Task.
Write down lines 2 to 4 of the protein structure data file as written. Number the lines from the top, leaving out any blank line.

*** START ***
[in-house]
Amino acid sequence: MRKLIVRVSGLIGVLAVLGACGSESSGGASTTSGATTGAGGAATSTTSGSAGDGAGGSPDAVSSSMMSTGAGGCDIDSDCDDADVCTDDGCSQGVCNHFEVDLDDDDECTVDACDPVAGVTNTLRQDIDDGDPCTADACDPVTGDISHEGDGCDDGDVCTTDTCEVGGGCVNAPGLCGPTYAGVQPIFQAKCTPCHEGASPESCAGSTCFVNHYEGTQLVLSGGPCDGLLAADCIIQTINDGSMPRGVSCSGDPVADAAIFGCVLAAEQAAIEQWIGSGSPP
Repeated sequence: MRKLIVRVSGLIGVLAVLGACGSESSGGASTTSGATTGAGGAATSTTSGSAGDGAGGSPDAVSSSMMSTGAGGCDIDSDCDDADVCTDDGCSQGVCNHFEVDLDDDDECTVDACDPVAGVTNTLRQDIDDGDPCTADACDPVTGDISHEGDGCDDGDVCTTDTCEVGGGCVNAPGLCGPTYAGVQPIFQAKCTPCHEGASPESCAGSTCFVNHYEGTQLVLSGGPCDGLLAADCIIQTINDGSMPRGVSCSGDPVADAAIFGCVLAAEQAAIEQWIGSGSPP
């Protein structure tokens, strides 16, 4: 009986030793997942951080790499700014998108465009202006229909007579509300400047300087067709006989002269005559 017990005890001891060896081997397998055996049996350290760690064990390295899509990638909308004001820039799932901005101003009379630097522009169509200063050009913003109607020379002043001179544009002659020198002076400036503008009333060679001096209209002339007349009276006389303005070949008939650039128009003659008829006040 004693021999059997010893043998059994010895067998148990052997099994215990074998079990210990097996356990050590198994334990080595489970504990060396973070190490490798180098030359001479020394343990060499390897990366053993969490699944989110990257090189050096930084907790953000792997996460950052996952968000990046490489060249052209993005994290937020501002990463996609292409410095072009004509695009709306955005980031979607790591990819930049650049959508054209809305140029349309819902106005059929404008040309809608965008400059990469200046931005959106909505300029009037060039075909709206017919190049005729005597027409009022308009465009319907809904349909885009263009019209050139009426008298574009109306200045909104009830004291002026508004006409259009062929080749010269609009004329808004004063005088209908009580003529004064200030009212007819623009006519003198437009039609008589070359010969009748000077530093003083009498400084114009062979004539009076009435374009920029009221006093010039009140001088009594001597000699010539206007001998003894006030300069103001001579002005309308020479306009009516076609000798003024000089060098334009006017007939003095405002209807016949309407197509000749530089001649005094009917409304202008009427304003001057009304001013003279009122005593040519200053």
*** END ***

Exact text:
Amino acid sequence: MRKLIVRVSGLIGVLAVLGACGSESSGGASTTSGATTGAGGAATSTTSGSAGDGAGGSPDAVSSSMMSTGAGGCDIDSDCDDADVCTDDGCSQGVCNHFEVDLDDDDECTVDACDPVAGVTNTLRQDIDDGDPCTADACDPVTGDISHEGDGCDDGDVCTTDTCEVGGGCVNAPGLCGPTYAGVQPIFQAKCTPCHEGASPESCAGSTCFVNHYEGTQLVLSGGPCDGLLAADCIIQTINDGSMPRGVSCSGDPVADAAIFGCVLAAEQAAIEQWIGSGSPP
Repeated sequence: MRKLIVRVSGLIGVLAVLGACGSESSGGASTTSGATTGAGGAATSTTSGSAGDGAGGSPDAVSSSMMSTGAGGCDIDSDCDDADVCTDDGCSQGVCNHFEVDLDDDDECTVDACDPVAGVTNTLRQDIDDGDPCTADACDPVTGDISHEGDGCDDGDVCTTDTCEVGGGCVNAPGLCGPTYAGVQPIFQAKCTPCHEGASPESCAGSTCFVNHYEGTQLVLSGGPCDGLLAADCIIQTINDGSMPRGVSCSGDPVADAAIFGCVLAAEQAAIEQWIGSGSPP
């Protein structure tokens, strides 16, 4: 009986030793997942951080790499700014998108465009202006229909007579509300400047300087067709006989002269005559 017990005890001891060896081997397998055996049996350290760690064990390295899509990638909308004001820039799932901005101003009379630097522009169509200063050009913003109607020379002043001179544009002659020198002076400036503008009333060679001096209209002339007349009276006389303005070949008939650039128009003659008829006040 004693021999059997010893043998059994010895067998148990052997099994215990074998079990210990097996356990050590198994334990080595489970504990060396973070190490490798180098030359001479020394343990060499390897990366053993969490699944989110990257090189050096930084907790953000792997996460950052996952968000990046490489060249052209993005994290937020501002990463996609292409410095072009004509695009709306955005980031979607790591990819930049650049959508054209809305140029349309819902106005059929404008040309809608965008400059990469200046931005959106909505300029009037060039075909709206017919190049005729005597027409009022308009465009319907809904349909885009263009019209050139009426008298574009109306200045909104009830004291002026508004006409259009062929080749010269609009004329808004004063005088209908009580003529004064200030009212007819623009006519003198437009039609008589070359010969009748000077530093003083009498400084114009062979004539009076009435374009920029009221006093010039009140001088009594001597000699010539206007001998003894006030300069103001001579002005309308020479306009009516076609000798003024000089060098334009006017007939003095405002209807016949309407197509000749530089001649005094009917409304202008009427304003001057009304001013003279009122005593040519200053």